The focus is on the limitations, politics, and spatiality of statistical knowledge in colonial Kenya, with particular reference to population and agricultural statistics. The objective is to contribute to recent debates surrounding the role of statistics and enumeration within colonial government and, in particular, research emphasizing the uneven nature of colonial statistical knowledge. It is shown that this unevenness took particular forms in a settler colonial context such as Kenya, where state enumeration was enrolled within particular kinds of political contestations and objectives. These centered on the conflicts between settler capitalism and African production, and resulting demands made on the colonial state. Statistical knowledge concentrated on settler production, but was extended to African areas and economic activities in accordance with specific economic and political objectives. This historical perspective helps to explain why the colonial statistical record in Kenya is piecemeal, incomprehensive and largely blind to specificities of “the urban” as a domain of knowledge and practice.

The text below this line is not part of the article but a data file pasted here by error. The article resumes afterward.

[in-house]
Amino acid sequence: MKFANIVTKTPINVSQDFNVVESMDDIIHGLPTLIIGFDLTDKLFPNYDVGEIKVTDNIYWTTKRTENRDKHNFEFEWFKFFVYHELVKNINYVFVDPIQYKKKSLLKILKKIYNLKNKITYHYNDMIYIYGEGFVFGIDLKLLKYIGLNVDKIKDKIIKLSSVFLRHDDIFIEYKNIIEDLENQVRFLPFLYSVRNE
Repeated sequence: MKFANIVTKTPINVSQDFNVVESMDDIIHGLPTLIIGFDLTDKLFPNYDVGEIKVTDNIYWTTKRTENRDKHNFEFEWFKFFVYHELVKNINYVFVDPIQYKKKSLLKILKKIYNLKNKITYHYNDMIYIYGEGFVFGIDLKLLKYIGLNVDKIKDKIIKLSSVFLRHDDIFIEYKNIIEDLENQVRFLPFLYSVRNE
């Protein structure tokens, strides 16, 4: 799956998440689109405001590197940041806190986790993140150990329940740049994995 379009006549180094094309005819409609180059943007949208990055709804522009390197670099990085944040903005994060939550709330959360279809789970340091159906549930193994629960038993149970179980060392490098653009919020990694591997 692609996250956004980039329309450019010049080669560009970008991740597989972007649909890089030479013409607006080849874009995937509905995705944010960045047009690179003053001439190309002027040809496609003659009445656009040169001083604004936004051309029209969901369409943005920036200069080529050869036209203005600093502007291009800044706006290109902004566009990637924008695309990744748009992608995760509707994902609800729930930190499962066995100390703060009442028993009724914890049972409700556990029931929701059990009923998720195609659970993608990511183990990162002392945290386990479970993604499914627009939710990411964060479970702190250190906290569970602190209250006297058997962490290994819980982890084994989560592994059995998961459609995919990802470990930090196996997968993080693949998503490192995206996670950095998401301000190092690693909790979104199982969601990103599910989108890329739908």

|Early online date||18 Sep 2017|
|Publication status||Published - 2017|